Pack Your Bags For the Caribbean Island You Haven't Heard of — Yet
Most people have never heard of it. Others confuse it for another Caribbean country, the Dominican Republic. To many Dominicans and the people who love the 290-square-mile island, that's not such a bad thing. Nicknamed the Nature Isle, Dominica (pronounced Domi-NEE-ka), with its miles of undeveloped rainforests (60 percent of the island), healing springs, and no major resorts, is like traveling back to the Garden of Eden.
In fact, in 1998 UNESCO designated Dominica's Morne Trois Pitons National Park a World Heritage Site. New flight routes are making Dominica even more accessible; catch a flight on any major carrier to San Juan, Puerto Rico, and take Seabourne Airlines directly to Dominica's Douglas-Charles Airport, or check out the offering from new affordable transcontinental dreamliner Norwegian! Fly directly from major US cities like Ft. Lauderdale, FL; New York; or Baltimore to neighboring islands Guadeloupe or Martinique (fares as low as $49 one way!). While there, get your fill of powder sand and beach-laying for a day or two, and then head over to Dominica on an hour and a half ferry ride, approaching from the sea like an old world explorer, totally setting the tone for your trip of discovery. Here's just a few of the things to discover on Dominica that'll have you packing your bags.
A Hiker's Paradise
Dominica's hiking trails draw people of various skill levels from all around the world. The Waitukubuli National Trail is the only long-distance trail in the Caribbean at 115 miles long. You’ll traverse through river crossings, streams, and beautiful old ruins. More of a casual hiker? Dominica offers everything from a quick stroll to a waterfall to trekking through a rainforest to a sulfurous boiling lake. No matter your level, you’re definitely putting yourself in the way of beauty — and that’s what Dominica is all about!
The Island Where Neoprene Is Always in — Scuba!
With miles of coastline unspoiled by development, Dominica is a very popular spot within the diving community, with diving locales ranging in levels from beginner to moderate. The reefs are healthy and vibrant with colors rarely seen on other Caribbean reefs.
Have a While of a Time
Speaking of aquatic life, Dominica is dubbed the Whale-Watching Capital of the Caribbean. Plan a trip during peak season (November to May) to see sperm whales, humpbacks, and dolphins. You'll have a high chance of seeing them; invite a local on a whale-watching excursion and you might hear the humblebrag, “Oh, I see whales from my living room.”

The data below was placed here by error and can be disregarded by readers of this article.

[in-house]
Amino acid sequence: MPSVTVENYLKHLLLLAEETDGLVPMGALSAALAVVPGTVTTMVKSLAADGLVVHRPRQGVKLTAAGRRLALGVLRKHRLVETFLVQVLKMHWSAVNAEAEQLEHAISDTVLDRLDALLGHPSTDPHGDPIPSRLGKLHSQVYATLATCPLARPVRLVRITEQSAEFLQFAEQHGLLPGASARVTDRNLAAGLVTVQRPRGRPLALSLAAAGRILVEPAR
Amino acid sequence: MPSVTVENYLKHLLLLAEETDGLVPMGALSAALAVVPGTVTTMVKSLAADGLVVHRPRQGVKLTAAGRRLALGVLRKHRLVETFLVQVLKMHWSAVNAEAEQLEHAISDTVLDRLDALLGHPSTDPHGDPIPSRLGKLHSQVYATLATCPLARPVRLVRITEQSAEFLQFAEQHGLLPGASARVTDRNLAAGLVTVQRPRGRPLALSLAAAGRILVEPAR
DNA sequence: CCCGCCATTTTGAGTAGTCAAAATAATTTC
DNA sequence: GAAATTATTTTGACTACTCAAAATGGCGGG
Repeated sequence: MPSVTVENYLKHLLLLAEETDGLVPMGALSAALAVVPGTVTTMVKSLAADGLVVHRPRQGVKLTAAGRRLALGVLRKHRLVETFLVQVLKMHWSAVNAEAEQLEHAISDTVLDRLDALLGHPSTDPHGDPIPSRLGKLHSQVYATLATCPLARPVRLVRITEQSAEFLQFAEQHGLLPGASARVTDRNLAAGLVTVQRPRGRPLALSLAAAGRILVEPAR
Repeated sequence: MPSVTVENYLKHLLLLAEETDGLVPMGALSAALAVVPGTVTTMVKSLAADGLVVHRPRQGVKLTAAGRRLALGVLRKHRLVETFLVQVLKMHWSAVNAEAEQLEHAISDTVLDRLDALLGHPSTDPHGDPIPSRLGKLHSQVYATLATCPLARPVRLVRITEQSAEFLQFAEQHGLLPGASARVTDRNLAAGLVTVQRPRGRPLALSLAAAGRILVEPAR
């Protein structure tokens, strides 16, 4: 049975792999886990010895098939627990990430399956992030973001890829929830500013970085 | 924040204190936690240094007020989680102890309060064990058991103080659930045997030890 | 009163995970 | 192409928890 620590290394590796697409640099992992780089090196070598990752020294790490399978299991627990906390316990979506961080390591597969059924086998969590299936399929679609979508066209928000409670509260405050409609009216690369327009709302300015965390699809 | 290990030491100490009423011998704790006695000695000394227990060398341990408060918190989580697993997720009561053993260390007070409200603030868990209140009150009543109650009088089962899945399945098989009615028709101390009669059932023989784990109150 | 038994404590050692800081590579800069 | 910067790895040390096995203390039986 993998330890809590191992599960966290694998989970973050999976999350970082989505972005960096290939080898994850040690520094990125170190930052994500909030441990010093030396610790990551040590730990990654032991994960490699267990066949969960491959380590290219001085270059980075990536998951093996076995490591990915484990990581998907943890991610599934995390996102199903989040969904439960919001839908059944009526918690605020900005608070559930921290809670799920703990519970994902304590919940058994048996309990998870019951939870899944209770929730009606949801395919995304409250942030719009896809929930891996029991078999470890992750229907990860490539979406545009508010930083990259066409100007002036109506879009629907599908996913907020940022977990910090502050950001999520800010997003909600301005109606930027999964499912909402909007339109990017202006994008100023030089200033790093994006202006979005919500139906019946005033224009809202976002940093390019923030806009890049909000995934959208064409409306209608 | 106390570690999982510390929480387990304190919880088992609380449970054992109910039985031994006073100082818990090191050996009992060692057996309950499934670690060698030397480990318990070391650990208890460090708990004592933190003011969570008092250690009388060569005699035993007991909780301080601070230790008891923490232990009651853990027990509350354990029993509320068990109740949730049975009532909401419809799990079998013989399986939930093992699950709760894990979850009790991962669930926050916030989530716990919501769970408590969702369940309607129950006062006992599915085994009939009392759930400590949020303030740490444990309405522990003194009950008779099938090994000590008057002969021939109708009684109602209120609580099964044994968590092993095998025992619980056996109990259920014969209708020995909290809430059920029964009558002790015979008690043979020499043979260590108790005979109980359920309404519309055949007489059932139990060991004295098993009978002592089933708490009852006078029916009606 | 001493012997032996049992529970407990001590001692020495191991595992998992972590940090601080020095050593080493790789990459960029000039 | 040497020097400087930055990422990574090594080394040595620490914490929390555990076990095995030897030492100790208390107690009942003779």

Enjoy the Land of 365 Rivers
There's a saying in Dominica: “Land of 365 rivers, one for every day of the year.” While my driver joked that it’s hard to say if this is actually true, there are a lot of rivers ebbing through this island. In some communities the rivers are the lifeblood, with people still obtaining fresh spring water and washing there. While staying at the Rosalie Bay Resort, the rushing river is the spa soundtrack. While landing at the Douglas-Charles Airport, you’re greeted by the Melville Hall River, where pilots would land the plane, hop out, and jump in the water.
Do Go Chasing Waterfalls
Dominica has 12 major waterfalls and countless others that seem to sprout up on a daily basis. I saw a cascading fall appear on the highway due to heavy rains that week; the island is magical! Take in the views of a majestic island favorite Trafalgar Falls while having a therapeutic soak in a mineral pool at the base.
Take a Dip
Isn’t a dip in Trafalgar Falls so tempting? It's a perfect reward after a long hike.
Eat Organic, Breathe Organic
Organic eating isn’t a trend in Dominica, it’s a way of life. With over 1,000 flowering plants on the island, locals, like the farmers and botanists of Bellevue Chopin Organic Farmers Movement, have natural, plant-based cures for everything from a stomachache (bush tea that cured my traveler’s gut) to weight loss to scientifically proven instances of reduction in instances of diabetes. But it’s not just health cures, it’s the spring water many Dominicans drink and the fresh fish that they eat. There’s such a high respect for nature on this island that there’s almost a symbiotic relationship with locals and the land; they really get to the very root of organic.